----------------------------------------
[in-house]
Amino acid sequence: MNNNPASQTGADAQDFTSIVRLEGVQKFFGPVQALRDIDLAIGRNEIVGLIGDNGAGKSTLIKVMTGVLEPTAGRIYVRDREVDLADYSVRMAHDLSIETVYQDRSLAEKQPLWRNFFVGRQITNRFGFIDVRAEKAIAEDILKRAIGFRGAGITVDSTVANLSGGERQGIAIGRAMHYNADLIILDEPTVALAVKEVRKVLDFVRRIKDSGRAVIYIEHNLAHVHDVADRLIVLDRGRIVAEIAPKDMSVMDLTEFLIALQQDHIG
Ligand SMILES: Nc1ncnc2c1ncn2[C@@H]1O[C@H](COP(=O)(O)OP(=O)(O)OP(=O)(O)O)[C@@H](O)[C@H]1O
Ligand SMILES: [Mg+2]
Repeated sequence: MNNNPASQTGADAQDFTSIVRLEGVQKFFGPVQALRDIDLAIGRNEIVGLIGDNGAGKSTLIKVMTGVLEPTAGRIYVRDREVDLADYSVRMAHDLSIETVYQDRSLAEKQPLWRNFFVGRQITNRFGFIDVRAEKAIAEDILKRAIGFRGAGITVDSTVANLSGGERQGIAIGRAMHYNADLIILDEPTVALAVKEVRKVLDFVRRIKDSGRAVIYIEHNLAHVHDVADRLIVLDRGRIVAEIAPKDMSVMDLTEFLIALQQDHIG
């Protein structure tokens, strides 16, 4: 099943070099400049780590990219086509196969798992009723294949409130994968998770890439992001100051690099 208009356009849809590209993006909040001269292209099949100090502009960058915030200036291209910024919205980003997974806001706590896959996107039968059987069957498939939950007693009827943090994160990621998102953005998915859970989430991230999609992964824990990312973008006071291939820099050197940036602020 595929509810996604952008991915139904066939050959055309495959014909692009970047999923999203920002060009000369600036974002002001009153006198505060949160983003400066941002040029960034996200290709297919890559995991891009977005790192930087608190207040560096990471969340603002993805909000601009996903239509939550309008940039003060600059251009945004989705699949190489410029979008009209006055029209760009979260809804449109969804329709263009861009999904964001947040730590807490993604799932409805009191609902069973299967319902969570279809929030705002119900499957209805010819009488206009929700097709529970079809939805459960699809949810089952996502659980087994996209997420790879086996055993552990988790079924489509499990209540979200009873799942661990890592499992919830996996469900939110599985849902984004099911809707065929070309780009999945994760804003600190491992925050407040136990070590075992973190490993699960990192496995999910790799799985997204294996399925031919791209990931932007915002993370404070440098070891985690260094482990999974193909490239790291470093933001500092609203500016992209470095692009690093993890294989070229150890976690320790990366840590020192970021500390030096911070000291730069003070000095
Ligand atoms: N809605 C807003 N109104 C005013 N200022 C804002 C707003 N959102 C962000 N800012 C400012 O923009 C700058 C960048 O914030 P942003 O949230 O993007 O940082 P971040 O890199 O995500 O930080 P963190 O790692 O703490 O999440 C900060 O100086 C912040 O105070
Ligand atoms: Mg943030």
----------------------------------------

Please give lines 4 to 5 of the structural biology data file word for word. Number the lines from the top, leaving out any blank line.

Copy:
Ligand SMILES: [Mg+2]
Repeated sequence: MNNNPASQTGADAQDFTSIVRLEGVQKFFGPVQALRDIDLAIGRNEIVGLIGDNGAGKSTLIKVMTGVLEPTAGRIYVRDREVDLADYSVRMAHDLSIETVYQDRSLAEKQPLWRNFFVGRQITNRFGFIDVRAEKAIAEDILKRAIGFRGAGITVDSTVANLSGGERQGIAIGRAMHYNADLIILDEPTVALAVKEVRKVLDFVRRIKDSGRAVIYIEHNLAHVHDVADRLIVLDRGRIVAEIAPKDMSVMDLTEFLIALQQDHIG